The elimination of all reference material from this translation would have been very unwise because it contains sources that are important for understanding Althusius’ thought. Furthermore, he at times permitted his own arguments to be carried by means of it. Consequently, I have retained references when they either are important to the basic structure of his thought and to his chief arguments with contemporaries, or enable me to fulfill the duty of a responsible translator to present a reasonably accurate reflection of the general types of sources upon which an author draws. When references have been retained, however, they have been reduced as far as possible to footnotes. My footnote explanations are bracketed, to distinguish them from Althusius’, which appear without brackets. I have also brought paragraph divisions more into keeping with present usage, indicated major transitions in his thought by the device of leaving blank lines, and in several instances grouped chapters together under an appropriate title. These revisions have been made in the interest of readability. In all instances, however, Althusius’ precise order has been followed.
Another problem is that of style. Althusius wrote in a pedantic manner with little grace and much redundancy. Indeed, one of the ways of detecting unacknowledged quotations (still a common practice in his day) is to pay careful attention to occasional improvements in his style. Not all borrowings can be detected in this way, however, because some of his most frequently used sources, especially legal ones, were equally insensitive in such matters. One of Althusius’ difficulties is his tendency to employ far more nouns, adjectives, or verbs in sequence than most persons find necessary in similar circumstances to convey their thoughts. I have decided to retain these redundancies for several reasons, but chiefly because often each word in the sequence bears a slightly different meaning from the others, and a translator should avoid condensation, however tempting, as a means of achieving stylistic improvement. Again, Althusius frequently joins clauses that are not of parallel construction, and amalgamates a number of them into a confusing sentence that, if diagrammed, would look like a crab-apple tree. In these instances I have usually broken up the sentences, and changed infinitives to gerunds and gerunds to infinitives to achieve somewhat parallel construction. Still again, I must call attention to his transitions. Some are false and some are missing. But mostly they so abundantly flourish that they are often meaningless.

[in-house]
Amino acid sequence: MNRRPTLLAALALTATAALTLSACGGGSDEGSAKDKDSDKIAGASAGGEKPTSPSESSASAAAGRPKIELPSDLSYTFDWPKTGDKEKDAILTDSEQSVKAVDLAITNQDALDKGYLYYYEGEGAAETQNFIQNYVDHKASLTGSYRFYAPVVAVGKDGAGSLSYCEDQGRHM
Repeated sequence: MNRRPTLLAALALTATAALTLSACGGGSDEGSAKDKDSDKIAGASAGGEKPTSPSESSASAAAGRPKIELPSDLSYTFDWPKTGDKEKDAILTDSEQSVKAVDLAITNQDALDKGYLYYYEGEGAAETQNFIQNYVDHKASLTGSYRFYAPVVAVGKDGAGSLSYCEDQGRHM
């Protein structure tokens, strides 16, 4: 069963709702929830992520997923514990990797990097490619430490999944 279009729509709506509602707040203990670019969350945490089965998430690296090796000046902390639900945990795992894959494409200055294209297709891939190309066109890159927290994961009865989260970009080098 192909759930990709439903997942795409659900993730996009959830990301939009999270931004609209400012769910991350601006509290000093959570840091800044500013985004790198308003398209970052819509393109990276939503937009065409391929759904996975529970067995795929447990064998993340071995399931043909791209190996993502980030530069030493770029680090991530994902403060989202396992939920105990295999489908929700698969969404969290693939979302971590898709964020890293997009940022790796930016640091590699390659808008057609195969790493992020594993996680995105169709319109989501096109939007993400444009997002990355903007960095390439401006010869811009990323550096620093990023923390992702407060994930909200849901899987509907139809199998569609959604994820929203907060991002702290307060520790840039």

The next problem confronting the translator is that of rendering key words. In the Latin original of the Politica there are combinations of words whose relation to each other is implied in Althusius’ thought. I have decided in most instances to render them in such a manner as to retain for the English reader the opportunity of seeing these words in their relationships. For example, “communicatio” would ordinarily be translated as “sharing.” But if this were done in the Politica its relation with “ communio ” would not be evident. Likewise, if “ collega ” is rendered as “member” and “ collegium ” as “corporation,” would the reader be likely to see the inherent relation between them? Although the result of such a conservative approach to translation as I have employed may produce moments for the reader when, upon first turning to the Politica in English, he feels a slight discomfort with some words he encounters, it is nevertheless hoped that he finally will be aided in his capacity to understand some of the unexplained but fundamental connections in Althusius’ thought.